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The pace of cord-cutting picked up speed last year

Satellite services suffered the biggest hit

Photo (c) KLH49 - Getty Images
Nearly 3 million pay TV subscribers cut the cord last year, with AT&T’sDIRECTV taking the biggest hit, according to an industry report.

Leichtman Research reports the largest pay TV providers in the U.S. lost 2.8 million subscribers in 2018 as more consumers increasingly turned to over the top (OTT) sources of video services. The numbers are worrisome for the industry since cord-cutting nearly doubled from 2017.

Much of the attrition occurred among satellite TV providers. DIRECTV lost more than 1.2 million subscribers last year, up from 554,000 the year before.

In all, satellite TV providers accounted for the lion’s share of cord-cutting, losing more than 2.3 million customers last year.

Cable losses were slightly less

Losses were slightly less among the top six cable TV providers. They shed 910,000 customers last year, an increase over the 680,000 they lost in 2017. Top cable providers together lost 1.9 percent of their customers last year, compared to a 1.4 percent loss in 2017.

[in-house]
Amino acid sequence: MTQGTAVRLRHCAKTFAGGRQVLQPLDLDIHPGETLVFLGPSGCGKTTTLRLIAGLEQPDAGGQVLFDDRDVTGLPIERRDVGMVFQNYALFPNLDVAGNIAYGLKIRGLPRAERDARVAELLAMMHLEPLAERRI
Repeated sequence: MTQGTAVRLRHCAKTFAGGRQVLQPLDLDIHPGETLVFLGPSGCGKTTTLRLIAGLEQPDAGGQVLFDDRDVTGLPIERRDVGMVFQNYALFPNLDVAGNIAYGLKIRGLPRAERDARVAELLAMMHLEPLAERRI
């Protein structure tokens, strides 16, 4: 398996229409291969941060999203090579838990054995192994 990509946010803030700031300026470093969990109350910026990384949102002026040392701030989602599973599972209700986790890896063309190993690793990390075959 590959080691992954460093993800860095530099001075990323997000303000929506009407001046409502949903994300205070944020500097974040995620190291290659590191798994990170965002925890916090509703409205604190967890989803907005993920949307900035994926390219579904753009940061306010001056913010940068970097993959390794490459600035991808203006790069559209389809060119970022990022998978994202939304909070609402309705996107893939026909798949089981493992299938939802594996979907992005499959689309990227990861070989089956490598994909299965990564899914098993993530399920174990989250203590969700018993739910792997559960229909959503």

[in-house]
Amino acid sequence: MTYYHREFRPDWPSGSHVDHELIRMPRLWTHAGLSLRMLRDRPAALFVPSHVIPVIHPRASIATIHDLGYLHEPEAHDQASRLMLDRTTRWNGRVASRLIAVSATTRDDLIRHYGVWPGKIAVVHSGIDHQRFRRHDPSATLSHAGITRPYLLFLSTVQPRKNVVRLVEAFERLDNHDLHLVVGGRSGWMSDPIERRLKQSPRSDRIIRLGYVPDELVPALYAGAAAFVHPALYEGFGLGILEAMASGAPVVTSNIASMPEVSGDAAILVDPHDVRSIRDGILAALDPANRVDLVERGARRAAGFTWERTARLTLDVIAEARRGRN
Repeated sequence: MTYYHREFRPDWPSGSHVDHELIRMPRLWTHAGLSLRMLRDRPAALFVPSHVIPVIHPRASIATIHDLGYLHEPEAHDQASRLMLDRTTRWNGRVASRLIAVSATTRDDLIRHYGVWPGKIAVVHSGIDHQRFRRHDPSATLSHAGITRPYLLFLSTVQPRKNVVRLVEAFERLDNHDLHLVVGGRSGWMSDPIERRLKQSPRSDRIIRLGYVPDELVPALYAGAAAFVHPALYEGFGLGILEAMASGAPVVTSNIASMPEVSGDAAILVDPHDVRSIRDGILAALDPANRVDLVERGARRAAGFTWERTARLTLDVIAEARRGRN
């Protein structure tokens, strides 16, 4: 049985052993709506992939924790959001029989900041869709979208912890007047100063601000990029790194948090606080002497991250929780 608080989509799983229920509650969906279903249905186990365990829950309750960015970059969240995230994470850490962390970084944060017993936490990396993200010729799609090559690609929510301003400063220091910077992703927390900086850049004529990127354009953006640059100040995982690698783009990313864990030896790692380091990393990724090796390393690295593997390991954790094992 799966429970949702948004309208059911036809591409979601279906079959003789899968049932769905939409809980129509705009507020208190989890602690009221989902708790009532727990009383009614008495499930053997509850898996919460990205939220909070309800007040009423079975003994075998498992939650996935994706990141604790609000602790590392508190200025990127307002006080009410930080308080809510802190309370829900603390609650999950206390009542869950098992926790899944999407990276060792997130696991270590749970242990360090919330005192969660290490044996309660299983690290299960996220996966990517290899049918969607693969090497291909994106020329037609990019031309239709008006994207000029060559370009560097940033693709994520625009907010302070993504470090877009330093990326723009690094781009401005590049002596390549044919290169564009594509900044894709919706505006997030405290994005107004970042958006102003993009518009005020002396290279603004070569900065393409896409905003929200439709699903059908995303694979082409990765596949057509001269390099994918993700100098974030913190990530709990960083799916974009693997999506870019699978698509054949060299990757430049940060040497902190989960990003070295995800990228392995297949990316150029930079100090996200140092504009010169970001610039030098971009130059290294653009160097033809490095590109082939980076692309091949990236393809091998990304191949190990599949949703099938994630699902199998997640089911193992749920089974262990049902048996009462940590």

There were losses across the board except in the telephone companies’ video services. While the overall category lost ground, AT&T’s U-verse actually added 47,000 subscribers. The category saw its total losses fall from 885,000 in 2017 to 245,000 last year.

While traditional sources of programming lost customers, internet-delivered sources continued to see gains. The top publicly reporting internet-delivered (vMVPD) services, Sling TV and DIRECTV NOW, added about 640,000 subscribers in 2018. That’s significantly fewer than the  1.6 million net adds in 2017.

Lost 3.1 percent of its customers

“The pay-TV market saw net losses increase in 2018.  Overall, the top pay-TV providers lost 3.1 percent of subscribers in 2018 compared to a loss of 1.6 percent in 2017,” said Bruce Leichtman, president and principal analyst for Leichtman Research Group.

Leichtman says the pay TV industry peaked in the first quarter of 2012. Since then, he says about 6 million consumers have cut the cord.

“This reflects a decline of about 10,000,000 subscribers for traditional services, offset by the addition of about 4,000,000 subscribers for the publicly reporting vMVPD services,” he said.

The three largest cable companies lost 730,000 customers last year. Comcast lost 371,000; Charter lost 244,000; and Cox lost 115,000 subscribers.

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